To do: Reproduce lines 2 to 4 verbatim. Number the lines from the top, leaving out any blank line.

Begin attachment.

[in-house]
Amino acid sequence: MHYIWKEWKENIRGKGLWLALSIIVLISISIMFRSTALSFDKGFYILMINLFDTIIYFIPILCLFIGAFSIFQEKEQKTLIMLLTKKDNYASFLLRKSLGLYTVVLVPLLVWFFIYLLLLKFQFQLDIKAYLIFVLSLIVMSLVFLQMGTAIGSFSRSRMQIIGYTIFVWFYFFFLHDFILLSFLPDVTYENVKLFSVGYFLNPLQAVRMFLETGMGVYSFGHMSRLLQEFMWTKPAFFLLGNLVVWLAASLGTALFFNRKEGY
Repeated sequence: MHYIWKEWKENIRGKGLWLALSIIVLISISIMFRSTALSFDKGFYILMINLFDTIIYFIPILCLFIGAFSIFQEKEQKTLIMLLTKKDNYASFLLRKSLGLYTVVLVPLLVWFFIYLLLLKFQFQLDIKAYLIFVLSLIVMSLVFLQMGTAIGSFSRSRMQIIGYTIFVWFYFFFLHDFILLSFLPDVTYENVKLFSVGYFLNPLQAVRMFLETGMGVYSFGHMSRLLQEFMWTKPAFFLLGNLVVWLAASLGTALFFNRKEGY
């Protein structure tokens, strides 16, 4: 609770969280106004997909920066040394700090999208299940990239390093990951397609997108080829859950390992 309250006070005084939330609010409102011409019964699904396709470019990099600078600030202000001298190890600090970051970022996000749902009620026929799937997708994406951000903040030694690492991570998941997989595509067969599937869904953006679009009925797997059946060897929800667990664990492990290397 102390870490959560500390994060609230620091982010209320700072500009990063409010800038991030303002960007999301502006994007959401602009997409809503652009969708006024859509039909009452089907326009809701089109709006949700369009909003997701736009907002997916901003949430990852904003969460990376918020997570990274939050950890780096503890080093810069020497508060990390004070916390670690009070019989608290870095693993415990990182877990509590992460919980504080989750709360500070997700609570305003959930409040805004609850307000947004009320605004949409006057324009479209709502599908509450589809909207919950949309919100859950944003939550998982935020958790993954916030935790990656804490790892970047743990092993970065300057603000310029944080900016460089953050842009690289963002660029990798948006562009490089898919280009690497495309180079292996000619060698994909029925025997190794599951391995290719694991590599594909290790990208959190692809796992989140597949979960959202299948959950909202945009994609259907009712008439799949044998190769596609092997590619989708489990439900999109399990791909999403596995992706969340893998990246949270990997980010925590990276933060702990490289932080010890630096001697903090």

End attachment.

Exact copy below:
Amino acid sequence: MHYIWKEWKENIRGKGLWLALSIIVLISISIMFRSTALSFDKGFYILMINLFDTIIYFIPILCLFIGAFSIFQEKEQKTLIMLLTKKDNYASFLLRKSLGLYTVVLVPLLVWFFIYLLLLKFQFQLDIKAYLIFVLSLIVMSLVFLQMGTAIGSFSRSRMQIIGYTIFVWFYFFFLHDFILLSFLPDVTYENVKLFSVGYFLNPLQAVRMFLETGMGVYSFGHMSRLLQEFMWTKPAFFLLGNLVVWLAASLGTALFFNRKEGY
Repeated sequence: MHYIWKEWKENIRGKGLWLALSIIVLISISIMFRSTALSFDKGFYILMINLFDTIIYFIPILCLFIGAFSIFQEKEQKTLIMLLTKKDNYASFLLRKSLGLYTVVLVPLLVWFFIYLLLLKFQFQLDIKAYLIFVLSLIVMSLVFLQMGTAIGSFSRSRMQIIGYTIFVWFYFFFLHDFILLSFLPDVTYENVKLFSVGYFLNPLQAVRMFLETGMGVYSFGHMSRLLQEFMWTKPAFFLLGNLVVWLAASLGTALFFNRKEGY
């Protein structure tokens, strides 16, 4: 609770969280106004997909920066040394700090999208299940990239390093990951397609997108080829859950390992 309250006070005084939330609010409102011409019964699904396709470019990099600078600030202000001298190890600090970051970022996000749902009620026929799937997708994406951000903040030694690492991570998941997989595509067969599937869904953006679009009925797997059946060897929800667990664990492990290397 102390870490959560500390994060609230620091982010209320700072500009990063409010800038991030303002960007999301502006994007959401602009997409809503652009969708006024859509039909009452089907326009809701089109709006949700369009909003997701736009907002997916901003949430990852904003969460990376918020997570990274939050950890780096503890080093810069020497508060990390004070916390670690009070019989608290870095693993415990990182877990509590992460919980504080989750709360500070997700609570305003959930409040805004609850307000947004009320605004949409006057324009479209709502599908509450589809909207919950949309919100859950944003939550998982935020958790993954916030935790990656804490790892970047743990092993970065300057603000310029944080900016460089953050842009690289963002660029990798948006562009490089898919280009690497495309180079292996000619060698994909029925025997190794599951391995290719694991590599594909290790990208959190692809796992989140597949979960959202299948959950909202945009994609259907009712008439799949044998190769596609092997590619989708489990439900999109399990791909999403596995992706969340893998990246949270990997980010925590990276933060702990490289932080010890630096001697903090």